“a great deal better than cracking a whole bottle”: A Brief History of Wine on Draft
The very first entry of the wine list I was reading began “On Draft, Pale Sherry” To come across Sherry on draft in New York City may not be too surprising these days. It was just in the summer of 2011 that Ashley Parker wrote about the Gotham Project in the article Partners Push a Tap Wine Manifesto. The wine list of the Metropolitan Hotel at 162 Pearl Street also includes a Madeira and Port on draft which seems like a natural extension to just white and red wines on tap. However, before you start searching online please realize that this wine list is 150 years old.
The three draft selections detailed for Wednesday, July 27, 1859, include Pale Sherry, London Particular Madeira, and London Dock Port. All of these wines were priced at $1.00 per pint and $1.50 per quart. They were the cheapest wines for each section where the prices topped out at $5.00 per quart both for 30 year old brown Sherry and 1835 Fine old St. Anna Madeira. I must admit I was taken aback by visions of a pre-Civil War bartender dispensing wine by pulling a handle. Wine has been dispensed from cask or racked into bottles and pitchers for quite some time. However, the term “on draft” or “on draught” appears to be quite specific and different than the Old Pedro Madeira “on tap” in 1811. Serving beer on draft through a beer engine has 17th century origins. In the effort to determine if wine “on draft” had the same implications as for beer this post takes a look at other period advertisements, books, and menus.
It is known that Champagne was served on draft from at least June 2, 1835, through September 17, 1836, in New York City. J. Mark consistently advertised his “Champagne Fountain” and his “Patent Self Igniting Segars” at his No. 4 Park Row establishment. The idea was to provide gentleman with a glass or two of Champagne so they did not have to purchase a whole or half bottle. The Champagne was “obtained from importers well known for their article” and sold at 1 Shilling per glass. The Champagne was drawn from a device designed by the chemist Dr. Chilton. The Champagne passed “through pipes encircled with ice, thus rendering it cool and pleasant.” It appears to have caused some sensation for there are several articles describing it. One early visitor observed in the “handsomely furnished room, with ottomans, marble jet d’eaux, gentlemen reclining at full length.” They were seen “extending their glasses to be replenished at the fountain with pure champagne” with a price considered “a great deal better than cracking a whole bottle for $3.”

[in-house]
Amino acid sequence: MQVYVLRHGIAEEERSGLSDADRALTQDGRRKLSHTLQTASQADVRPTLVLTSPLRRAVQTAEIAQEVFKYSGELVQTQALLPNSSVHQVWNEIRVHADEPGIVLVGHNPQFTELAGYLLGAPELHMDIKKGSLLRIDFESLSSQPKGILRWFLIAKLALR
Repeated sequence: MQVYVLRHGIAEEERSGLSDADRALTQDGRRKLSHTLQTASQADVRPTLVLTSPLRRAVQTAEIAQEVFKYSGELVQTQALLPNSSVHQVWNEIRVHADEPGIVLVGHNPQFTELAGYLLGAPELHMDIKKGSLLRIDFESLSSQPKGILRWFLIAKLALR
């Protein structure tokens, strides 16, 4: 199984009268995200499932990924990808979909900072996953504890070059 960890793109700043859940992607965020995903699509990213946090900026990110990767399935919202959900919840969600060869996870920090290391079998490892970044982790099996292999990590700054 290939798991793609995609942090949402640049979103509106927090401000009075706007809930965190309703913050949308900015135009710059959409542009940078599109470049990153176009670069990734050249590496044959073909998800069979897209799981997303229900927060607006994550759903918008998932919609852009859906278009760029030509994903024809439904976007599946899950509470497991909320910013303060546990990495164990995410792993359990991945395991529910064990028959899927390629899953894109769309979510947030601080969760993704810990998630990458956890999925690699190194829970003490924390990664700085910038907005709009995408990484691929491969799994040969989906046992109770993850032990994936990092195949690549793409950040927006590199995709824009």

One early advertisement from July 2, 1772, indicates that Blanchard’s Wine Cellar in Boston served “Very Old choice Sterling Madeira, in Bottles or on Draft.” On May 23, 1793, “Cider on draft and bottled” was available in Charleston, South Carolina. That very same month, also in Charleston, A. Jones sold “Train Oil, In casks or on draft” for making Indigo. Henry Calwell, jun. & Co. sold gin on draft, cases, and in jugs and James Murphy had Teneriffe wine on draft and in bottles. The indication is that “on draft” implied a variable volume, perhaps in the customer’s own container, and not a fixed volume such as a bottle or cask. It also did not imply any specific serving method of device. The variable volume definition is clearly born out in later advertisements such as at Snider’s in Philadelphia where various wines were “on draught by the gallon or wholesale by the cask.” This seems reasonable given that casks held several dozen gallons of wine and might be too much for someone without a cellar or thirsty appetite.
Whether the wines were dispensed by a stopper in a cask or by engine is typically unstated but the term draft applied to both over the centuries. At a wine auction held in London on June 23, 1709, lots of wine was sold by the pipe and hogshead. There were five pipes of red wine “for Draught, in a Vault” as well. Wine was clearly sold on draft in taverns for in the June 26, 1789, Debate in the Lords on the Wine Excise Bill it was noted that “small quantities of wines, because when on draught, it would be impossible…to prevent” sending them out. In 1824, Edward Bowles Symes sought to improve draught beer by replacing one of the fixed heads of a barrel with a piston. If the barrel was made of or lined with a non-absorbent material than his invention would be “equally great in the preservation of wine and spirits on draught.” William Phipps wrote in The Vintner’s Guide (1825) that “Wines will not keep on draught” unless quickly consumed. William Macarthur wrote in 1844 that wines in “draft” or “draught” had a cock inserted into the head of the cask. At the 1855 Paris Universal Exhibition the No. 17 Stocker’s Patent Lift Pump was displayed. It was “used in Wine and Spirit Stores, in Mansions.” It allowed ready access to the valves and gears, presumably of one of the four engines also at the exhibition. They also had a “Tapping Cock” for driving into a cask. In the Colonial Exhibition of wines in 1886 numerous selections of Campbell winery of Rothbury were noted as “will keep on draught.” This keeping quality was recognized in other wines for Charles Tovey wrote that several Sydney hotels kept casks of Cambden wine on draft “especially during the very hot weather.”
No other drinks were served on draft at the Metropolitan Hotel. Even the beer was served by the pint or quart. In fact very few 19th century menus list any drinks on draft. One other example is the 1865 menu of Parker House, Boston, which lists beer both by the bottle and “on draught.” We may never know how the draft selections were served at the Metropolitan Hotel. But we do know Champagne was served on draft in 1835 and 1836 and that inventors were patenting engines to dispense wine. The possibility that somewhere else in the 19th century wine was served by pulling a handle remains intriguing.